Very well. Imagine your 10ft from the North Pole.  Go due west and follow a straight line and end up back where you started all while maintaining a western heading.  Extrapolate.

http://www.theflatearthsociety.org/forum/index.php/topic,57239.40.html#.UREd0R1kxWI

The point is that FE'ers are fond of confusing heading on a compass and walking in a straight line. The fundamental difference between the two highlights the differences between navigating on a FE and a RE. Here's why.

As I point out in that thread, think of the RE as a rubber band ball. Each rubber band can be traced around the ball and arrive at your starting point by moving in a straight line (some deviations are allowed based on the small size of the ball and its non-perfectly-spherical shape). Just like the rubber band ball, you can (in theory, in actuality you'll have to sometimes use a boat) walk in a straight line in any direction and return to your starting point.

Because the Earth has a magnetic field, your compass heading will change as you make this circumnavigation. So the FE'ers are correct that the only place you can always have your compass heading E or W while circumnavigating is at the equator. However, even 10 feet from the North Pole we can start walking with a compass heading of W, and as long as we stay in a straight line, have enough food, equipment and a boat, we will eventually arrive again 10 feet from the NP. The heading our compass shows will change, and shows us the difference between compass heading and direction of travel.

Contrast this with the FE. If I start with a compass heading of South on the FE, and I walk a straight line, ignoring my compass from then on, I will eventually fall off the FE or arrive at the ice wall. This also assumes I have food, equipment and a boat . Further, South is not the only compass heading that this will happen with. In fact, if I walk in any direction in a straight line I will eventually arrive at FallingofftheFEville, or Icewall Station. Notice, just like in RE we ignore our compass heading, which will also change like it did in RE.

This is the principle problem with FE navigation. By using maths, we can determine how our compass heading needs to change so that we may circumnavigate in a straight line on a RE. We can start with any heading and arrive again at our starting point, just like the rubber band ball. This is not ever possible on a FE.

#### Pongo

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##### Re: Straight lines and not so straight lines
« Reply #24 on: February 05, 2013, 08:43:18 AM »
I agree with, and have for years, everything you just wrote. We aren't confusing anything when a round-earther comes here and tells us one can head west in a straight line on a round-earth (save the equator), they are. Furthermore, if you'll reread my example, you'll see that I accounted for what you spent three paragraphs trying to explain to me.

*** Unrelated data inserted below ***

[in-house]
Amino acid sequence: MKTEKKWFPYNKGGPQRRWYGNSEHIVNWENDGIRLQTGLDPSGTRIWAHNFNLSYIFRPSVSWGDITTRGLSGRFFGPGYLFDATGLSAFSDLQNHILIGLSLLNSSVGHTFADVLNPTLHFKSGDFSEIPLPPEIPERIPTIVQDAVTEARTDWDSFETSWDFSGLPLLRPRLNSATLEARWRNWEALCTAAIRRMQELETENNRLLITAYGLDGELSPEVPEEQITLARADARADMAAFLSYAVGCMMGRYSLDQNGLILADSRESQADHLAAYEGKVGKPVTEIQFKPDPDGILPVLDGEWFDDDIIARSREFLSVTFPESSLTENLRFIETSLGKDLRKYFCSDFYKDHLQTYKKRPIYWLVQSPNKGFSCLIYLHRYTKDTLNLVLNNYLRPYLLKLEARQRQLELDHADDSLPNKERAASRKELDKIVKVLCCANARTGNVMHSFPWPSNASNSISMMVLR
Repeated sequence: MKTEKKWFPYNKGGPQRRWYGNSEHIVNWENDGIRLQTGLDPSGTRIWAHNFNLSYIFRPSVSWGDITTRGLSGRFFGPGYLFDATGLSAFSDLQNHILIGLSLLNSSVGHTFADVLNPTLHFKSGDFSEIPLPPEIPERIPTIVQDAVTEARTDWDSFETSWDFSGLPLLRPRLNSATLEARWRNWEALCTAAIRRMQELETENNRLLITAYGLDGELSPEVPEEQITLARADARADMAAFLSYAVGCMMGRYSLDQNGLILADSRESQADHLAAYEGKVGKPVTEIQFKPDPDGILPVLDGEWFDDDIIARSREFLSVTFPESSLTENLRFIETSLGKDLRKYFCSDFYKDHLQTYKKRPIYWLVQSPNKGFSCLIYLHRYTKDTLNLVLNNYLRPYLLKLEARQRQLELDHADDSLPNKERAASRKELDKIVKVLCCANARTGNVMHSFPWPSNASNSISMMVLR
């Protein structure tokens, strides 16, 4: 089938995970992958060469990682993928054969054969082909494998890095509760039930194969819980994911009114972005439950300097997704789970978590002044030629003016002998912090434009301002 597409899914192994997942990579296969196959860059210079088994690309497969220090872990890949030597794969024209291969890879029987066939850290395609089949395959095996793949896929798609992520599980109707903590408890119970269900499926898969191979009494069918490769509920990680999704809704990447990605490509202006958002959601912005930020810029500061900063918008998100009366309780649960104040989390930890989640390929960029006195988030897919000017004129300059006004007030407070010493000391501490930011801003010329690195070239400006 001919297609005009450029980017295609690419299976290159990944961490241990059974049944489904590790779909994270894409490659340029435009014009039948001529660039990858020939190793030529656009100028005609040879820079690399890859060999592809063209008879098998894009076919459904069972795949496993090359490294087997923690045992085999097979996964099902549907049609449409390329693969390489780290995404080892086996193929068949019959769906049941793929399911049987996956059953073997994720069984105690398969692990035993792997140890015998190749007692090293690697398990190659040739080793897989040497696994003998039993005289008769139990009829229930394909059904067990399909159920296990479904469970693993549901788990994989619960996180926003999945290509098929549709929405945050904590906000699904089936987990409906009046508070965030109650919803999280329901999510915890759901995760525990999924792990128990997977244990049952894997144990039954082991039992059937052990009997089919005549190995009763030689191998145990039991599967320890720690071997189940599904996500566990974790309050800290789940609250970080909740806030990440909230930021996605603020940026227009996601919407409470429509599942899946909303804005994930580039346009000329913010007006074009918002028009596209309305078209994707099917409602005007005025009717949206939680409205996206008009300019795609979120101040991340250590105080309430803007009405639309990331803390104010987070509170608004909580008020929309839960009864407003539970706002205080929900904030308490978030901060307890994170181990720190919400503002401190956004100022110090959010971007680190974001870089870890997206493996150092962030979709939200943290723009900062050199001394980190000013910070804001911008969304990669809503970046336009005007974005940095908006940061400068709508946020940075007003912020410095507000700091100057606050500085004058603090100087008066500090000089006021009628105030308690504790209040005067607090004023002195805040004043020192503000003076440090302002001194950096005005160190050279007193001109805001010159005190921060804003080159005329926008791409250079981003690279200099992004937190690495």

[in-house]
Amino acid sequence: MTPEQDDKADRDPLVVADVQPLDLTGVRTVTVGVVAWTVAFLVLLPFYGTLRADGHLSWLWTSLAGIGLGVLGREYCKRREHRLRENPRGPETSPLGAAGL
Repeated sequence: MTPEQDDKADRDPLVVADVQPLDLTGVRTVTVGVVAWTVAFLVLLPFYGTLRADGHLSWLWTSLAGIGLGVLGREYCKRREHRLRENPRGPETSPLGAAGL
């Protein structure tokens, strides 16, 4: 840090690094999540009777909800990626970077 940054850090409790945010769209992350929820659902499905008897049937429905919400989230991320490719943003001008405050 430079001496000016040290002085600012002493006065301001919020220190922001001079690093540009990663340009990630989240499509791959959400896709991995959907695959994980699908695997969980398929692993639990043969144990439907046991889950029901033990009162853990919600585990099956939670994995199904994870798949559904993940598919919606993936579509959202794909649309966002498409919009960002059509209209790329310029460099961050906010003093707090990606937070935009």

What this boils down to, is people coming here and balking at our stupidity while having a poor understanding of the model they support AND each and every one of them insisting that indoctrination has nothing to do with it.

#### 29silhouette

• 3369
##### Re: Straight lines and not so straight lines
« Reply #25 on: February 05, 2013, 10:35:20 AM »
Yeah, I don't know why people seem to have trouble with the whole concept of it.  Makes it obvious who owns a globe and who doesn't I guess.  I should type up a complete explanation of it and keep it saved for a copy and paste when it inevitably comes up again.

Also everyone, don't forget to convert that magnetic azimuth to a grid azimuth throughout the journey.  The magnetic poles and grid poles aren't in the same place.

#### Dinosaur Neil

• 3177
##### Re: Straight lines and not so straight lines
« Reply #26 on: February 05, 2013, 11:09:17 AM »
This is really all pedantism.

I think you mean pedantry.
Founder member of the League Of Scientific Gentlemen and Mademoiselles des Connaissances.
I am pompous, self-righteous, thin skinned, and smug.

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#### FlatulencE Theory

• 96
##### Re: Straight lines and not so straight lines
« Reply #27 on: February 05, 2013, 12:18:07 PM »
A thought just occurred to me...would a compass even work accurately from 10 feet away from the NP or SP? I don't think it would actually give you a good reading that close to the pole.

#### Genius

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##### Re: Straight lines and not so straight lines
« Reply #28 on: February 05, 2013, 12:50:49 PM »
The earth is round because the space man said so.

#### Dog

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##### Re: Straight lines and not so straight lines
« Reply #29 on: February 05, 2013, 01:56:59 PM »
Ok what's the big deal? Stop ignoring my point. Even if he's just NEAR the equator and heads PRETTY MUCH west, you KNOW that's different than the flat earth model where you will end up looking backwards by the end of your journey.

I can TYPE using random CAPITAL LETTERS, too. This is really all pedantism. Unless one of us actually tries THIS, which is all but impossible, it's JUST a game of semantics.

How the case of letters in the alphabet causes butthurt, I will never know. But ANYWAYS, mine were used for emphasis since he was ignoring my points and beating around the bush.